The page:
But how long can we keep going like that? Even if we get the delta variant infections under control, we’ve been told COVID’s mutations will invariably produce other extremely transmissible strains. And it’s pretty clear that the country as a whole isn’t going to reach herd immunity any time soon. Probably at all. (Though at least there’s been an uptick in people getting vaccinated recently.)
So at what point do we decide that we’ve done what we could to protect ourselves/others and try to live a non-isolated life again? At what point would we mentally/emotionally buckle if we don’t?
Do we wait for the vaccine to be approved for younger groups? Do we wait to see if we reach herd immunity (at least in our communities)? Do we all pool funds and move to New Zealand? (First stop: The recreated Shire from Lord of the Rings!)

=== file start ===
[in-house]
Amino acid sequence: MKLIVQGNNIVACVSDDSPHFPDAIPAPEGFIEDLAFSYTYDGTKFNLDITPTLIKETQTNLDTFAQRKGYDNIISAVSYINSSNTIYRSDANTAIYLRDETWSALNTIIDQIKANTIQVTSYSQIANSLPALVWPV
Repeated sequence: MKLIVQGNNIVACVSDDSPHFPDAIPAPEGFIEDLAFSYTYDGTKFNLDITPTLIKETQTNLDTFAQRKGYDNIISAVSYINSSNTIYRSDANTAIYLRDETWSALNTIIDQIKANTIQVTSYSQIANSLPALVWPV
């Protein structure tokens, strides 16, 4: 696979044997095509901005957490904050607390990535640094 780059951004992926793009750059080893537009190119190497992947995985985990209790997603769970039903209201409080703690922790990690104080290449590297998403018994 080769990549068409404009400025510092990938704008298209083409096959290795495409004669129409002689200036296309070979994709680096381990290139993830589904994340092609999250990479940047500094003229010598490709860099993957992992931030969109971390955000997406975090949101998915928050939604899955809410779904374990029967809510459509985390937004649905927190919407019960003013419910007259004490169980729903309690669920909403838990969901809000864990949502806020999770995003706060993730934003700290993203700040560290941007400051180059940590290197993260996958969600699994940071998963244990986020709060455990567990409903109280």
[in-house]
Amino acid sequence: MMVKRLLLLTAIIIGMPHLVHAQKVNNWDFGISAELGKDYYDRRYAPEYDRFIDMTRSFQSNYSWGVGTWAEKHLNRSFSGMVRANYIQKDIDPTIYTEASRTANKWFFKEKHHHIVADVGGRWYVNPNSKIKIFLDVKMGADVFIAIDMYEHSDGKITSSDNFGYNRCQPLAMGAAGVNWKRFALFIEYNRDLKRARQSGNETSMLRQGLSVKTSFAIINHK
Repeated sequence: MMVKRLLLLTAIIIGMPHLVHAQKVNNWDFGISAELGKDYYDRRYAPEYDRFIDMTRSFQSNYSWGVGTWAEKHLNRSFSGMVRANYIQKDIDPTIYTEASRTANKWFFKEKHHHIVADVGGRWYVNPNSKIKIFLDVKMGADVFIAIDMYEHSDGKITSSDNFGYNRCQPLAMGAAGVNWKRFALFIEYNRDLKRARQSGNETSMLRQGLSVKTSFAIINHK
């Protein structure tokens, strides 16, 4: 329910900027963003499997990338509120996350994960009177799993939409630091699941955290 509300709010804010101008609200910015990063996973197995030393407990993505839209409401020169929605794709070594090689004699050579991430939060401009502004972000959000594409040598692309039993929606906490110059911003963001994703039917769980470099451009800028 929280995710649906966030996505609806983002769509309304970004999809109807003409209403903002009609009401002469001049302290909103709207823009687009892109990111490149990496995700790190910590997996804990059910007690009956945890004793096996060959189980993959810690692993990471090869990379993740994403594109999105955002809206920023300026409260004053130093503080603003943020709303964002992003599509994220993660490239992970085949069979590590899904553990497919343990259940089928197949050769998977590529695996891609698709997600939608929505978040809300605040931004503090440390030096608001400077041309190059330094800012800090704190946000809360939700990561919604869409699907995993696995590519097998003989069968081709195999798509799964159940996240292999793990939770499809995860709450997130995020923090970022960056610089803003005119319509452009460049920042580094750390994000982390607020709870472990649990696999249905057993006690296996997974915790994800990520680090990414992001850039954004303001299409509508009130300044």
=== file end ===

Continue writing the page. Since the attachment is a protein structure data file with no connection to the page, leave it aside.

I don’t know the answer, and it’s frankly exhausting. I’m sure most of you are drained too — especially those with younger kids. You have to try to stay as careful as possible while also accepting that you’re powerless to stop school districts from forcing exposure on your kids.
You folks… I don’t know how you’re all still standing/forming coherent sentences. In your place, I’d have broken so many times that I’d be down to a fine powder. So pat yourselves on the back if you have even an ounce of sanity left.
But even we non-parents are dealing with a lot of uncertainty and anxiety, which we have to balance against the mental health needs to socialize at some point. So given all that, who has time to write up frugality tips or talk much about money in general?
Not me, apparently.
How’s everyone else doing?